Federal & Postal Disability Retirement: Comfort in regularity

We thrive and relish in it, despite our protestations to the contrary; and while most of us utter monologues denouncing the boredom of imposed seclusion, and for fleeting moments envy the adventurer, the person constantly living “on the edge”, and that proverbial black sheep who seems to wander from aimless job to dead-end ones, the majority of the population is resigned to being sheep-like, and not as the leader of some revolt in a mixed-martial arts thriller produced by some B-rated company, where action is the main course of the film and the storyline is secondary to the quantification of explosions and missed punches. […] Read More …

Medical Retirement for Federal Employees: Turning back the clock

How many of us would want that opportunity, and more importantly, for what reasons? Is it to correct the remorse of thoughtless acts perpetrated in another stage of life, when youth or desperation compelled motives and intentions otherwise relegated as an anomaly but for the justification of necessity by situational relativity? Or, perhaps the mistakes that could not be corrected, relieved by the soothing compromise of time, maturity and untarnished levity lifted by the laxity of loneliness but for the content of past emotional upheavals remembered as periods of tumultuous emotionalism outside of the constraints of rationality and ordinary discourse, now but a plea for allowance to go back and adjust? […] Read More …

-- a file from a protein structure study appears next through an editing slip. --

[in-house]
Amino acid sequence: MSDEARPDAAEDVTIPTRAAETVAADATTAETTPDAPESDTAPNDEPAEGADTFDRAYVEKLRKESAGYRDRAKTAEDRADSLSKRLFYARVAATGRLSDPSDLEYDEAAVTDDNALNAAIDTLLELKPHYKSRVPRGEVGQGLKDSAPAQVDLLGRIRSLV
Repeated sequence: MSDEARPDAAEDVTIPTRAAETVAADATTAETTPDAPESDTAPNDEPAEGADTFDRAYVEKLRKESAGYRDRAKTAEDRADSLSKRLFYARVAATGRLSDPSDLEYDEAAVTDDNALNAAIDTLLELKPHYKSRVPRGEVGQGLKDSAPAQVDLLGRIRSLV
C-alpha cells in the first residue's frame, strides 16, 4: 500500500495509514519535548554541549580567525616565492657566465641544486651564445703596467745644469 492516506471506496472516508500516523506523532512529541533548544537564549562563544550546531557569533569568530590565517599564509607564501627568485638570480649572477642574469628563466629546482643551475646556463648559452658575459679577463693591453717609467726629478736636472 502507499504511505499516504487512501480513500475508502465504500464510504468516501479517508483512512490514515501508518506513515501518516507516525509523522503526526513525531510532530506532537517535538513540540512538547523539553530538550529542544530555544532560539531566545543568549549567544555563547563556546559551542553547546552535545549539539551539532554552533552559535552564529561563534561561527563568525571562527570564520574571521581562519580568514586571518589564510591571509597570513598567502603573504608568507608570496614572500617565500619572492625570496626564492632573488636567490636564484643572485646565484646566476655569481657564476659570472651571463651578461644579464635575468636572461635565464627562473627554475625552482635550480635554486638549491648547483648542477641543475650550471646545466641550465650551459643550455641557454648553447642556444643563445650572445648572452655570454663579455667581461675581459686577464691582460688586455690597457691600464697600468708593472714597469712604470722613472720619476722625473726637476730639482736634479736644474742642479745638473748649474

Federal Disability Retirement Law: Recognizing Problems

Why are some better at preemptively addressing recognizable foreshadowing? Is it a genetic predisposition related to the capacity of surviving? Like the instinctive responses of animals, is it an inherent trait that favors those who are more “fit” with such a characteristic, and thus to the disadvantage of those who do not possess it, where recognition and preemptive engagement allows for survival and thus the genetic pool favoring by dominance of avoiding the mortality trap? […] Read More …

FERS & CSRS Disability Retirements: Focus away from ‘self’